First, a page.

13 Tips on how to become a (better) UX designer 2

13 Tips on how to become a (better) UX designer

Looking for a shortcut to becoming the best designer? Unfortunately, you won’t find that here or anywhere else. Becoming a better UX designer is an ongoing process with no end; only improvement. This improvement can be anything, from the quality of work and employability to making a positive change in the world. 

So, why is there no end to becoming a UX designer?

The problems that UX designers are trying to solve are heavily intertwined with the key problems of modern society – the latest technologies, social and cultural contexts, and world situations, all of which are constantly changing. 

As a result, designers not only create useful products but also produce and reproduce meaning through those products. To do this successfully requires designers to constantly adapt their skills, knowledge, methods, and tools. 

1.   Never stop learning

Keep up with current trends – including (but not limited to) the field of design. As UX designers, we also need to be up to date with social and cultural change, technological advances, and world news to deeply understand our role and responsibility in society and the people we are designing for.

Learn a new skill or brush up your knowledge through online training courses, read articles and watch webinars. Tip: try to focus on one thing at a time and achieve results with it before moving on to the next.

2. Practice the craft of design

Continually practice the craft of design. As obvious as it sounds, one thing that will allow you to improve constantly as a UX designer is going over UX design tools, outputs and processes. As often as possible, use UX design tools including pen and paper, Figma, Sketch, and XD. Use these tools to create UX deliverables, including sketches, storyboards, user flow diagrams, wireframes, mock-ups, prototypes and design documentation. Familiarise yourself with UX design processes, including user research, testing, evaluation and reporting.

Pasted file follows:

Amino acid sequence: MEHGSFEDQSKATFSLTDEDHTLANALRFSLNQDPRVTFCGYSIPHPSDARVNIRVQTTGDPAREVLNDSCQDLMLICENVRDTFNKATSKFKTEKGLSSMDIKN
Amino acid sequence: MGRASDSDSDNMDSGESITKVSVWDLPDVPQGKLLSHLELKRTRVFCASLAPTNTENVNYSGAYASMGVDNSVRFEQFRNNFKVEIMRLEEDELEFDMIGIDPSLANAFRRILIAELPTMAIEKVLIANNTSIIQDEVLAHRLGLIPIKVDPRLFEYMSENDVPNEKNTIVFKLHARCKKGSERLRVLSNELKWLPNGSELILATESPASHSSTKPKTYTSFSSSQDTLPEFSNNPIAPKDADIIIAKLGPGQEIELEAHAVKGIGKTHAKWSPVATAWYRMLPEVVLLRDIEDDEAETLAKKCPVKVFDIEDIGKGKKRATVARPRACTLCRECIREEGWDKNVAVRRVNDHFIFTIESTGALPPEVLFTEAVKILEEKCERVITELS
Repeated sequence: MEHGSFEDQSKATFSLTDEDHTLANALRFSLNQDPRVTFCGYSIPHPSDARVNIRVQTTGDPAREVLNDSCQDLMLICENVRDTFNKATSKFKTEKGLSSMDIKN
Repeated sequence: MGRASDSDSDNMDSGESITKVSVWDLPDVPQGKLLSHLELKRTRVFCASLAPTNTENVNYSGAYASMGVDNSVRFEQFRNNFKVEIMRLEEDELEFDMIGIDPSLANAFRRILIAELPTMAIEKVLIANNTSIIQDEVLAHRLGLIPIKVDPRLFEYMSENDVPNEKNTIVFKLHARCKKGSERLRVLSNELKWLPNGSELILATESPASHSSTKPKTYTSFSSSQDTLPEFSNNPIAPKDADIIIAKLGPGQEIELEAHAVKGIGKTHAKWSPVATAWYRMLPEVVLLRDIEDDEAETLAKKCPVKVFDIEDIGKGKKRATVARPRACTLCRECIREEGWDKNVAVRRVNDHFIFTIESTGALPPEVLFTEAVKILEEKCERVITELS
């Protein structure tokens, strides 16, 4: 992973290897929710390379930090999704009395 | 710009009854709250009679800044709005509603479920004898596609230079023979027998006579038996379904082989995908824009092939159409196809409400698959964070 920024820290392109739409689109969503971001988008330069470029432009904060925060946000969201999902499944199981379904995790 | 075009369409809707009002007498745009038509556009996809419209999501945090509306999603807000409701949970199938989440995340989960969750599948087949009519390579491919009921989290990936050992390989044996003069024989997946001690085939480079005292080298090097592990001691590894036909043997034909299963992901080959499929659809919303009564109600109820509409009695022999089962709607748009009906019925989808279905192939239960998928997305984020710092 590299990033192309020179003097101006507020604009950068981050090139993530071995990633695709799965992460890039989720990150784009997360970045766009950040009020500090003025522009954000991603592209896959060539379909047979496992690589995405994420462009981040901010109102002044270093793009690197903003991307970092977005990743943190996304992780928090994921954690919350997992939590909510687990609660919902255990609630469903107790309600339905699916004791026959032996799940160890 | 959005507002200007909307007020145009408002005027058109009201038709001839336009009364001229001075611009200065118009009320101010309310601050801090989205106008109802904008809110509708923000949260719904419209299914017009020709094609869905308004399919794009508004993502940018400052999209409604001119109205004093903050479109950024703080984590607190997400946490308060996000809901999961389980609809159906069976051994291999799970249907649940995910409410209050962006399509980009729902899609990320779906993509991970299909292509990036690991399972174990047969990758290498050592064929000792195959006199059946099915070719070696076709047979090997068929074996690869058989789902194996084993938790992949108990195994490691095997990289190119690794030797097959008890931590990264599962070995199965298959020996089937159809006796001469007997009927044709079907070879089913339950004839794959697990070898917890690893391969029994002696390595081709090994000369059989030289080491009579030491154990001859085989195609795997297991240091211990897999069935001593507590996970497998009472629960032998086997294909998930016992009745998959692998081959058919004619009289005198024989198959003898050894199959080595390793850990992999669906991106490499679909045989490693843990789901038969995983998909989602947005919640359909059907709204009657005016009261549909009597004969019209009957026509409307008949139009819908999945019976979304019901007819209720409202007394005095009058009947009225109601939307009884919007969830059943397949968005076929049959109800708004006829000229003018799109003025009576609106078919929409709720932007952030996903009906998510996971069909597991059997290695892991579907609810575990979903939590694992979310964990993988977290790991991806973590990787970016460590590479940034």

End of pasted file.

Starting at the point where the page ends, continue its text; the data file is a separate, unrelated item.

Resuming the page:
Approaches and deliverables will vary depending on the type of project – it is important to be familiar with them all but understand what context to use them in.

3. Embrace technology

Welcome new technologies and recognise their place in society. Designers influence how people experience new technology – they design interfaces, interactive prototypes, and user flows. With this, designers are increasingly responsible for staying informed about new technologies to understand what they enable for the end user and how they can impact their experience. 

While this is important, prioritising user needs, abilities, and the problem you are solving is crucial regardless of the medium or technology.

Reading articles about new technology is a great way to stay informed. But finding inspiration outside of the internet is equally important – things like books, museums, exhibitions, and, where possible, interacting and experimenting with technology are all great ways to spark creativity. 

4. Directly engage with people